One of the joys of watching what is shaping up to be a historically great Bruins season is that all concerns real or imagined have been muted along the way.
The Bruins rocketed out of the gate even while Brad Marchand and Charlie McAvoy were working their way back from major injuries. When they did return, the team’s success in their absence allowed them room to shake off the rust.
David Krejci returned from his one-year, Bruce Cassidy-dodging sabbatical as skilled and savvy as ever. Linus Ullmark seized the No. 1 goalie role and played spectacularly. Hampus Lindholm emerged as an elite defenseman. Jim Montgomery proved the right voice and tactician to replace Cassidy.
And on and on it has gone with the good news and wise decisions.
Save for the shameful Mitchell Miller debacle, just about everything that could go right has. Actually, check that. Just about everything that could have gone right has gone exceptionally.
Prior to Thursday’s loss to the Lightning, the Bruins had won six in a row and 10 of 11. They still have such a remarkable overall record — 38-6-4 — that you might find yourself reading it out loud (“thirty-eight, six, and four”) just to convince yourself it is indeed real.
This much is also real and true: History is at their fingertips. The Bruins have already reached 80 points, the fastest team in NHL history to do so. They are on pace to surpass the points record, set by the iconic 1976-77 Canadiens, who went 60-8-12 for 132 points.
Some of your friends and neighbors might try to spin-o-rama that into a concern. Boston fans ought to be 19 years past giving a hoot about curses at this point, but it does not go without notice that the Presidents’ Trophy winner — the team that accumulates the most points during the regular season — has gone on to win the Stanley Cup only eight times since the league established the award during the 1985-86 season.
The last Presidents’ Trophy winners to raise the Stanley Cup were the 2012-13 Chicago Blackhawks, a scenario remembered around here all too well given that the Bruins were their foes in the Final.
The Bruins’ opponents Thursday night were a few seasons removed from being something of a cautionary tale, at least if you believe being the best team in the league during the regular season somehow becomes a hindrance in the playoffs.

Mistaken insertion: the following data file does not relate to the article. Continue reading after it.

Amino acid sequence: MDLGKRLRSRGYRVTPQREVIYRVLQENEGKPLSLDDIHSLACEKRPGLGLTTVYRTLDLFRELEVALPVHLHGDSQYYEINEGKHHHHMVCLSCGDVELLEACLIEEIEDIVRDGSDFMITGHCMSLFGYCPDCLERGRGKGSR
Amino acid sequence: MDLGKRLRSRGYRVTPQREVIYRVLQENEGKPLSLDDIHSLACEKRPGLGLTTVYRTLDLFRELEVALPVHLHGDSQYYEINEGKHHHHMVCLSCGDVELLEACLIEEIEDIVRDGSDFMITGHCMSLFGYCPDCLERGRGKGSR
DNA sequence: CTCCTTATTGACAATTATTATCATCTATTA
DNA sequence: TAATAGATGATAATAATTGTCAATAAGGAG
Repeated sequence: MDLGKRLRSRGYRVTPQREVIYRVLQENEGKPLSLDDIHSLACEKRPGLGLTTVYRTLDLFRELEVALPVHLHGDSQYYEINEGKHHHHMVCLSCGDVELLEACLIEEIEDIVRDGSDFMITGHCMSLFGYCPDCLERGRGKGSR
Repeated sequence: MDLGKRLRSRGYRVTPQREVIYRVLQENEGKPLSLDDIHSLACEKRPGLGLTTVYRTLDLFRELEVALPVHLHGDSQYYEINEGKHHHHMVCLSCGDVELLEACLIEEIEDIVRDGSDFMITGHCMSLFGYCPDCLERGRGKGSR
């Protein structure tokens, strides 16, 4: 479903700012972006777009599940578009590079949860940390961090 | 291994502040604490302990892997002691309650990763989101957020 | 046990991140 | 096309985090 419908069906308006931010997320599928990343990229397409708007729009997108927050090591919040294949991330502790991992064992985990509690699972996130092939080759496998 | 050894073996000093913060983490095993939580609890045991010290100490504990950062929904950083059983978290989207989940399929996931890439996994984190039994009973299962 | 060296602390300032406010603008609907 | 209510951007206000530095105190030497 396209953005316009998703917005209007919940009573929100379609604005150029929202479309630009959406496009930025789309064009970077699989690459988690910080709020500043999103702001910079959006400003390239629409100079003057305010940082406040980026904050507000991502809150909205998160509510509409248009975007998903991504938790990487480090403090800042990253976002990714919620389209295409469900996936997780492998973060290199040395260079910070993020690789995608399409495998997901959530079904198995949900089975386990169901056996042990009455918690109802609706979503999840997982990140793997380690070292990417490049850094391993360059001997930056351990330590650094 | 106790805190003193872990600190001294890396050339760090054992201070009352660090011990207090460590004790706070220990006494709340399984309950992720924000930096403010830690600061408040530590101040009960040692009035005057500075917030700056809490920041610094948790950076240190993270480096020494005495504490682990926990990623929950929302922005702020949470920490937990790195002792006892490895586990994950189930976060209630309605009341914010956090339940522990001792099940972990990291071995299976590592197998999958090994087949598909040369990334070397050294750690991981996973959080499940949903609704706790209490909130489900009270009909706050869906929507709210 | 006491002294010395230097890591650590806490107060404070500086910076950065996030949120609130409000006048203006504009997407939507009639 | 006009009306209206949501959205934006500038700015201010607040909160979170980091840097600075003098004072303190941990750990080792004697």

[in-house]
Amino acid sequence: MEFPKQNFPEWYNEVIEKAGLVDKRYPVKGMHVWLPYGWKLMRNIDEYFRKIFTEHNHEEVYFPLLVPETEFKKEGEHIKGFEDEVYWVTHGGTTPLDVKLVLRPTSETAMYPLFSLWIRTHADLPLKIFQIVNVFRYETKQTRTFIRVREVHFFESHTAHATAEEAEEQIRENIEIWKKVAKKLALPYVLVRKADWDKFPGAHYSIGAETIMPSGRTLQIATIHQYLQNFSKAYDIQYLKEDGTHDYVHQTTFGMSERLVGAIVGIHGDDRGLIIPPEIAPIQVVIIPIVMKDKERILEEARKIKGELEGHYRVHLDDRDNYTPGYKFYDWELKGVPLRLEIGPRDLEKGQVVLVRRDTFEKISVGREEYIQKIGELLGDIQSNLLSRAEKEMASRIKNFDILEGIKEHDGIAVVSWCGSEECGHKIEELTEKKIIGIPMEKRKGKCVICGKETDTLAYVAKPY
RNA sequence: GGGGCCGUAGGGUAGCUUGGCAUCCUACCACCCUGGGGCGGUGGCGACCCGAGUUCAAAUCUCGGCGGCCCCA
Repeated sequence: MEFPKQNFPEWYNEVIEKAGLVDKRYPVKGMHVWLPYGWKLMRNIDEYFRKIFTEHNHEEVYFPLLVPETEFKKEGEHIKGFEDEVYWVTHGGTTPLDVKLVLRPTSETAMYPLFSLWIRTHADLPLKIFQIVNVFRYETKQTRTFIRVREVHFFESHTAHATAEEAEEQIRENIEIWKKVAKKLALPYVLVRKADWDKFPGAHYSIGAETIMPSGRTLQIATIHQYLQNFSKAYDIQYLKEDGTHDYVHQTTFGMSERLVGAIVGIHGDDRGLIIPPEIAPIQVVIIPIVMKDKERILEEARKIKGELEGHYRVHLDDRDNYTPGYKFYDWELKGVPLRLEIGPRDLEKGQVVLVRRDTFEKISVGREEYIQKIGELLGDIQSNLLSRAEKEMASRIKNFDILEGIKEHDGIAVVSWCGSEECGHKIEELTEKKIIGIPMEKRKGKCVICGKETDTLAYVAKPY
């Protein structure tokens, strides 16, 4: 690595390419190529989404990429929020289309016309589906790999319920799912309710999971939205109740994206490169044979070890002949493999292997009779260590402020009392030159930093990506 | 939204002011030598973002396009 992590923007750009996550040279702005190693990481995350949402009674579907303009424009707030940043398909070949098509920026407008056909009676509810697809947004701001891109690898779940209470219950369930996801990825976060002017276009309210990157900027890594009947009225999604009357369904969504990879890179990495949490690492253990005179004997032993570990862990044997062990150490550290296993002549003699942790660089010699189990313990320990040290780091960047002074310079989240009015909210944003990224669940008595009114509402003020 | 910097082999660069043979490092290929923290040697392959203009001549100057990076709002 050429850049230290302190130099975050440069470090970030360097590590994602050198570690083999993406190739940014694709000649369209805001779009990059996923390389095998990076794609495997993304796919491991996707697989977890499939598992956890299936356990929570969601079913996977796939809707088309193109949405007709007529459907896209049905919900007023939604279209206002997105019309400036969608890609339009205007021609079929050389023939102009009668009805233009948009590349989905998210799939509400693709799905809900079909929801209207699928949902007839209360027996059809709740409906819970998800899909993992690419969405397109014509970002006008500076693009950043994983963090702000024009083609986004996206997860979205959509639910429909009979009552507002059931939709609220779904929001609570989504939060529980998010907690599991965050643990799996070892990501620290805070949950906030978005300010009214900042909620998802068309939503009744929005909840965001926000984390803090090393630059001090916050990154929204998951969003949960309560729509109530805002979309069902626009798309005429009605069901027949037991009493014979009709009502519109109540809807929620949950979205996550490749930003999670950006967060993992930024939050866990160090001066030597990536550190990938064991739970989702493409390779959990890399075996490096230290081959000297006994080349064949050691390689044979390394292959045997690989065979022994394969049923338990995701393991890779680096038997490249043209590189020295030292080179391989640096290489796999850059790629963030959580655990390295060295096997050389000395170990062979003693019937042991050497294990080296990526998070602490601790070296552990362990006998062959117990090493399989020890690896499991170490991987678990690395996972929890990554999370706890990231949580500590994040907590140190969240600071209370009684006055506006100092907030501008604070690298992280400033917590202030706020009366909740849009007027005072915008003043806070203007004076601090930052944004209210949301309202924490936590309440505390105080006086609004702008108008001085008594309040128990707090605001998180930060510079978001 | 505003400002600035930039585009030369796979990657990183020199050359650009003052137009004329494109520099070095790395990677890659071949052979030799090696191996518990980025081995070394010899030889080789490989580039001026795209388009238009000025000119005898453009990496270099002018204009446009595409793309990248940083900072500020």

The 2018-19 Tampa Bay Lightning were a regular-season juggernaut, going 62-16-4 and tying the 1995-96 Red Wings for the most wins in league history. But they’re forever remembered not for those 62 regular-season wins, but for their zero wins in the postseason. They were wiped out in the first round in four games by the Columbus Blue Jackets, who had 15 fewer wins in the regular season.
That’s a worst-case scenario for what could happen to the Bruins, but please do not take it as the likely scenario, or one they should fear. They’ve done an exceptional job of avoiding speed bumps so far, but Montgomery and every player in that locker room knows there will be challenges along the way.
Perhaps this four-game road gauntlet versus the Lightning, Panthers, Hurricanes, and Maple Leafs will be illuminating. Perhaps a small slump will knock them off their record pace before the playoffs begin. And the playoffs themselves will tangle our guts with their tension. It’s why the Stanley Cup playoffs are the best tournament in sports.
The Bruins are prepared for all of this. Their roster is well-rounded, versatile, and deep. They have veterans — led by Patrice Bergeron, one of the most admirable athletes in this city’s history — who know what it takes to win a Cup, and they can tell the younger players about the bond this city has with its champions.
They have the right coach, too. As a player at the University of Maine, Montgomery was on a team that went 42-1-2 in his senior year, winning the national championship. He coached the 2016-17 University of Denver team to a 33-7-4 record and a national title. And now he’s leading a Bruins team with a staggeringly impressive record. It’s kind of a trend with him.
The Bruins should embrace every challenge in front of them. This has a chance to be a historic season, a team remembered among — or as — the best ever. Keep winning, and winning again. Collect the Presidents’ Trophy, and then a few months later, hoist the trophy that really matters. Go for history. All of it.
Be greedy, Bruins fans. Want it all. This team is capable of fulfilling everything.
Chad Finn can be reached at firstname.lastname@example.org. Follow him on Twitter @GlobeChadFinn.